Hackers who used exploits to steal funds from bankrupt FTX have emerged as the 35th largest Ethereum owner with a total of 228,523 ETH worth $284.82 million.
Having dumped all other exfiltrated assets into ETH, the FTX exploiter now has 228,523 ETH ($284.82 million) in its wallet, making it one of the largest holders in the world.
Everyone will have to watch very carefully what happens next… pic.twitter.com/SAP3UkyVaa
— Dylan LeClair 🟠 (@DylanLeClair_) November 15, 2022
Popular cryptocurrency security firm PeckShield has revealed that hackers converted stolen funds into separate transactions.
Office disclosed Hackers exchanged approximately 7,420 BNB for 1,500 ETH on BSC and $48 million in DAI for 37,000 ETH. Further, the exploiter said he traded 3,500 BNB at 962,071.43 BSC-USD, 3,500 BNB at 958,560.13 BSC-USD and 15,000 BNB at 3,899,020.38 BSC-USD.
Additionally, the abusers have bridged approximately 3.9 million swapped BSC-USD to Ethereum using Celer Network and then to cBridge and Stargate Finance. Hacker changed them to he 5.564.83 ETH.
During the attack, hackers stole $400 million from FTX wallets. It’s worth noting that the attack occurred on the same day that FTX filed for bankruptcy protection.
Additionally, the attackers used a number of decentralized exchanges (DEXs) to exchange the stolen funds. These DEXs include CowSwap, UniSwap, and 1 inch. However, Arkham’s forensic investigation found that he lost a large amount of funds when the hackers tried to move the stolen funds to another chain. Attackers tried to cover their tracks by transferring assets to other chains.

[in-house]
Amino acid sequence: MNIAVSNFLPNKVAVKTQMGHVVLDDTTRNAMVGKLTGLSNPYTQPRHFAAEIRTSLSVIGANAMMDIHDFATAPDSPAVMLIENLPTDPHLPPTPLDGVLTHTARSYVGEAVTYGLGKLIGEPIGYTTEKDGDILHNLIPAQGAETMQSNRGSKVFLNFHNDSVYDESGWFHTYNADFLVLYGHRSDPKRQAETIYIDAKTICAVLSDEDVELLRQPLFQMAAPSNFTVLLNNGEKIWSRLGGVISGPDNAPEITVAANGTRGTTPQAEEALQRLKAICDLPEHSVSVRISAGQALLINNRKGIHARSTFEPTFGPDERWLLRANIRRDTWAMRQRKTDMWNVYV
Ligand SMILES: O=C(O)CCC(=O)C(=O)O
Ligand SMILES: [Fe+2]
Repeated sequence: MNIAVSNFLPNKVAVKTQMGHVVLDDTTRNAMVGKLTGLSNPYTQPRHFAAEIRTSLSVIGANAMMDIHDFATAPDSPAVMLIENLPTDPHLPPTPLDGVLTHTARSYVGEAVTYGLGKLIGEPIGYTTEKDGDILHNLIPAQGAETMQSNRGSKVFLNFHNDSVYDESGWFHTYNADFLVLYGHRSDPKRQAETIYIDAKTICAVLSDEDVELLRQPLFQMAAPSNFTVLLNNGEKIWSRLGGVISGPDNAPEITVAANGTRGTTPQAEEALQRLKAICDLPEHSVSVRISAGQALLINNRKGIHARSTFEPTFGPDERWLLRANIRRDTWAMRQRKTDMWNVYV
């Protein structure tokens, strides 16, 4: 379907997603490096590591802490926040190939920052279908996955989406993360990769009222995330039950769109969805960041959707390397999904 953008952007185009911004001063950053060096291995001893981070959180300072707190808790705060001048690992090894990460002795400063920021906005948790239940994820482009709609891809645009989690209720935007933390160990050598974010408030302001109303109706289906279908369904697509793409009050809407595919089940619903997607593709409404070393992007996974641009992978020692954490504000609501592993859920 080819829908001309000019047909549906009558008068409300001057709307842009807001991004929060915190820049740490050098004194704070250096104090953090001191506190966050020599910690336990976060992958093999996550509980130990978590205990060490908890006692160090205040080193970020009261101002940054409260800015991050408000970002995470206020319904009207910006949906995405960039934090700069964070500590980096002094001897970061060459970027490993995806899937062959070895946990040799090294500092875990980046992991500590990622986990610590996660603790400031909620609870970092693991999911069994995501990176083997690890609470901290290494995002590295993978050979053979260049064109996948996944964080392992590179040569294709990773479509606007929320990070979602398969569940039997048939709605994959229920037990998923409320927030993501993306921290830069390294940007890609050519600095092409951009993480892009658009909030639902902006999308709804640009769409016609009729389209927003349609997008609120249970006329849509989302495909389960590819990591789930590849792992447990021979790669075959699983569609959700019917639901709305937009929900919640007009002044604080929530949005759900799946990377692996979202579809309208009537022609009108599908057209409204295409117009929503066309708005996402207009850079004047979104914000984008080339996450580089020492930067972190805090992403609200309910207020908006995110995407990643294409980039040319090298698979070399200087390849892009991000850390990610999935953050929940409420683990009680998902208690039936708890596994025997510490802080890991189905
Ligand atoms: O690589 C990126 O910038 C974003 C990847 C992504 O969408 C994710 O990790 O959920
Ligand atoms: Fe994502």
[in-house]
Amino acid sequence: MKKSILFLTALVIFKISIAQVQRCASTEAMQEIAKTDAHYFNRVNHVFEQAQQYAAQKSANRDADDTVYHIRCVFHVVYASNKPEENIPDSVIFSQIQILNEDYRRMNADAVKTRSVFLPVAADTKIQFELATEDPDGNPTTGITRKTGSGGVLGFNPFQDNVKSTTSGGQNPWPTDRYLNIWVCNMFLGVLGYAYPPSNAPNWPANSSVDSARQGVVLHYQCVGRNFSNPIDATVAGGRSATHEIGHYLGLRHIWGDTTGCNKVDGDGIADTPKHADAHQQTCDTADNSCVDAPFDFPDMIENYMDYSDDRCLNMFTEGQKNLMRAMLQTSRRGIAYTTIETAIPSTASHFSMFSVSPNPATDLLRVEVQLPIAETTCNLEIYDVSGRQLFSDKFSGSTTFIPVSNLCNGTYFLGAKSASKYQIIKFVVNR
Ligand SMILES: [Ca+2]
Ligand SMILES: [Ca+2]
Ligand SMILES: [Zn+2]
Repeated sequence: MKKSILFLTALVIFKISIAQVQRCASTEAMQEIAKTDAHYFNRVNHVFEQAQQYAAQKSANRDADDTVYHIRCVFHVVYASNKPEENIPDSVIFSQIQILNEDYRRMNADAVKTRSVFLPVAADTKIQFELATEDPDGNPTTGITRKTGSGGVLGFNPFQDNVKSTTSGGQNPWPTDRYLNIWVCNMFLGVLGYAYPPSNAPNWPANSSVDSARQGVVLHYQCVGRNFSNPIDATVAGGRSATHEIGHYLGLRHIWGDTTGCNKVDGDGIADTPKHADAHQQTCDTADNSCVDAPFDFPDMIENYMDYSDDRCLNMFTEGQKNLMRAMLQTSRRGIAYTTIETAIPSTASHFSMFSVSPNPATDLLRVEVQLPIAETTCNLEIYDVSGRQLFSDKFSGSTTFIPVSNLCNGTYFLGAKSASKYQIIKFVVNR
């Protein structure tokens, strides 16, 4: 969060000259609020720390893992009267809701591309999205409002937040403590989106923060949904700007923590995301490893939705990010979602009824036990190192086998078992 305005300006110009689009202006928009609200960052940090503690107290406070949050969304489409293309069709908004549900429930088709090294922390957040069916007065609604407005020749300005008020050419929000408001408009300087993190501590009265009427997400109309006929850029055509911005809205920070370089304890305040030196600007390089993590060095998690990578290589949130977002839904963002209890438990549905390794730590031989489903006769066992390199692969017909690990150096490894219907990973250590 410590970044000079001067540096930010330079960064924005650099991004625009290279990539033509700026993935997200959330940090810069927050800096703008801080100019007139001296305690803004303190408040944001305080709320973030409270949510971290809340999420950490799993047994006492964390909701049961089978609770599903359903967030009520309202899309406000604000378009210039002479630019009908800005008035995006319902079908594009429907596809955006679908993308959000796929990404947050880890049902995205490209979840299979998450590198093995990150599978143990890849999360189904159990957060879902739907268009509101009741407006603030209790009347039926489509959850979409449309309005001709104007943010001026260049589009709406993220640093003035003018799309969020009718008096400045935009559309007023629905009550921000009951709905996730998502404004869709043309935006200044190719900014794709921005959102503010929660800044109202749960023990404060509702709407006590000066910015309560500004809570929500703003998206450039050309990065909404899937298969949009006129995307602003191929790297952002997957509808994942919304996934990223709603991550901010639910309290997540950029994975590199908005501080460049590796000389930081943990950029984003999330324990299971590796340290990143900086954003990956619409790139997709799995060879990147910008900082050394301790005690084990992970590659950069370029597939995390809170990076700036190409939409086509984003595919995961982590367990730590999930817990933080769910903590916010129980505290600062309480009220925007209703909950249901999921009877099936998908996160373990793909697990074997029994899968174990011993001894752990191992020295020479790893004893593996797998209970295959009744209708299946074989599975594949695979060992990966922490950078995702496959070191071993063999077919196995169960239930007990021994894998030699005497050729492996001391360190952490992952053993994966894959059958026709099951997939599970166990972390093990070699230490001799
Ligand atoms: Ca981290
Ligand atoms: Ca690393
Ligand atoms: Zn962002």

In a recent development, Kraken CSO Nick Percoco revealed that hackers’ identities are no longer hidden. In a tweet, Percoco claimed that the Kraken team knew the perpetrators of his attack on FTX.
The tweet was in response to a post by IBC Group CEO Mario Nawfal, who said the hackers were inexperienced insiders.
Kraken is working with law enforcement to uncover the identity of hackers after reports surfaced that hackers used cryptocurrency exchanges to move stolen funds.